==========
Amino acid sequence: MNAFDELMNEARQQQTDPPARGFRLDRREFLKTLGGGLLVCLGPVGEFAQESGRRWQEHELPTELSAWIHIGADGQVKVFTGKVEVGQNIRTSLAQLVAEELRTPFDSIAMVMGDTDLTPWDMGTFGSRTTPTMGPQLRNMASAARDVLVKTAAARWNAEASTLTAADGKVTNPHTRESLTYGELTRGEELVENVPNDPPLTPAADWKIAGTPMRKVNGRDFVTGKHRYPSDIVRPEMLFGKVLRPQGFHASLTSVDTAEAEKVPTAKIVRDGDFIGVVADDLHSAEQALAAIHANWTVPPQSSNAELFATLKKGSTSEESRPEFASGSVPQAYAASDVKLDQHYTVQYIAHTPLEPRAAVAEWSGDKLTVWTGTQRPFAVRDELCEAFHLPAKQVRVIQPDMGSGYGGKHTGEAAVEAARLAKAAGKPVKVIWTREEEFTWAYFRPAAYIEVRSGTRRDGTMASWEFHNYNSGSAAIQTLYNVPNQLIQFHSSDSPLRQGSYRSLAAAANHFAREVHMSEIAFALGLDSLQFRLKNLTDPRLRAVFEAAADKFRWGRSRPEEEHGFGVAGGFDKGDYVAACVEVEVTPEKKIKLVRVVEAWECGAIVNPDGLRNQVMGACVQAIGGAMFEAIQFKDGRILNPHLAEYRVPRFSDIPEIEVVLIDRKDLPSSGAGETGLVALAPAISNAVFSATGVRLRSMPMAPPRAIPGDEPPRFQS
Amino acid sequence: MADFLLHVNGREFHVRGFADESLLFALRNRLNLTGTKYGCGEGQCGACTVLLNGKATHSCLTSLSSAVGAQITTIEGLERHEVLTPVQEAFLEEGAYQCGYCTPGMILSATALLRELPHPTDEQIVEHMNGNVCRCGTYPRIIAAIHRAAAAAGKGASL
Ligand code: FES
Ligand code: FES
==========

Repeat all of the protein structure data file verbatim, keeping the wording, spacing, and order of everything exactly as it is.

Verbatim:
Amino acid sequence: MNAFDELMNEARQQQTDPPARGFRLDRREFLKTLGGGLLVCLGPVGEFAQESGRRWQEHELPTELSAWIHIGADGQVKVFTGKVEVGQNIRTSLAQLVAEELRTPFDSIAMVMGDTDLTPWDMGTFGSRTTPTMGPQLRNMASAARDVLVKTAAARWNAEASTLTAADGKVTNPHTRESLTYGELTRGEELVENVPNDPPLTPAADWKIAGTPMRKVNGRDFVTGKHRYPSDIVRPEMLFGKVLRPQGFHASLTSVDTAEAEKVPTAKIVRDGDFIGVVADDLHSAEQALAAIHANWTVPPQSSNAELFATLKKGSTSEESRPEFASGSVPQAYAASDVKLDQHYTVQYIAHTPLEPRAAVAEWSGDKLTVWTGTQRPFAVRDELCEAFHLPAKQVRVIQPDMGSGYGGKHTGEAAVEAARLAKAAGKPVKVIWTREEEFTWAYFRPAAYIEVRSGTRRDGTMASWEFHNYNSGSAAIQTLYNVPNQLIQFHSSDSPLRQGSYRSLAAAANHFAREVHMSEIAFALGLDSLQFRLKNLTDPRLRAVFEAAADKFRWGRSRPEEEHGFGVAGGFDKGDYVAACVEVEVTPEKKIKLVRVVEAWECGAIVNPDGLRNQVMGACVQAIGGAMFEAIQFKDGRILNPHLAEYRVPRFSDIPEIEVVLIDRKDLPSSGAGETGLVALAPAISNAVFSATGVRLRSMPMAPPRAIPGDEPPRFQS
Amino acid sequence: MADFLLHVNGREFHVRGFADESLLFALRNRLNLTGTKYGCGEGQCGACTVLLNGKATHSCLTSLSSAVGAQITTIEGLERHEVLTPVQEAFLEEGAYQCGYCTPGMILSATALLRELPHPTDEQIVEHMNGNVCRCGTYPRIIAAIHRAAAAAGKGASL
Ligand code: FES
Ligand code: FES